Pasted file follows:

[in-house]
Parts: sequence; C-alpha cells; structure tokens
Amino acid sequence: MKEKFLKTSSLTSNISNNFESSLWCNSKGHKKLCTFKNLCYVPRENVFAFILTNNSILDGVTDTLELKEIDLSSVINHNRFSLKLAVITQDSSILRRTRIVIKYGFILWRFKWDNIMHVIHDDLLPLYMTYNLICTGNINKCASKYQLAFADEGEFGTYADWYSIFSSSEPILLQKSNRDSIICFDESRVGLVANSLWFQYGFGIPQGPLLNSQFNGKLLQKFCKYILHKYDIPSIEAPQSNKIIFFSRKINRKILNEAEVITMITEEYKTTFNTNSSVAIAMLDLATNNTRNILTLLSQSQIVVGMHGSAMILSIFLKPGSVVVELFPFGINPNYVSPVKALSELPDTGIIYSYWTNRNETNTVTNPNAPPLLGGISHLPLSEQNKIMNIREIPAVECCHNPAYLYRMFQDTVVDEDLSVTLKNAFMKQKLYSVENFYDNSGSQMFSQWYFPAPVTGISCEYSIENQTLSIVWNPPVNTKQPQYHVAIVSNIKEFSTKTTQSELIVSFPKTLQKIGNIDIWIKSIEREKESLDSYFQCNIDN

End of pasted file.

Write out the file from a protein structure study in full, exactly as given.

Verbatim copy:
[in-house]
Parts: sequence; C-alpha cells; structure tokens
Amino acid sequence: MKEKFLKTSSLTSNISNNFESSLWCNSKGHKKLCTFKNLCYVPRENVFAFILTNNSILDGVTDTLELKEIDLSSVINHNRFSLKLAVITQDSSILRRTRIVIKYGFILWRFKWDNIMHVIHDDLLPLYMTYNLICTGNINKCASKYQLAFADEGEFGTYADWYSIFSSSEPILLQKSNRDSIICFDESRVGLVANSLWFQYGFGIPQGPLLNSQFNGKLLQKFCKYILHKYDIPSIEAPQSNKIIFFSRKINRKILNEAEVITMITEEYKTTFNTNSSVAIAMLDLATNNTRNILTLLSQSQIVVGMHGSAMILSIFLKPGSVVVELFPFGINPNYVSPVKALSELPDTGIIYSYWTNRNETNTVTNPNAPPLLGGISHLPLSEQNKIMNIREIPAVECCHNPAYLYRMFQDTVVDEDLSVTLKNAFMKQKLYSVENFYDNSGSQMFSQWYFPAPVTGISCEYSIENQTLSIVWNPPVNTKQPQYHVAIVSNIKEFSTKTTQSELIVSFPKTLQKIGNIDIWIKSIEREKESLDSYFQCNIDN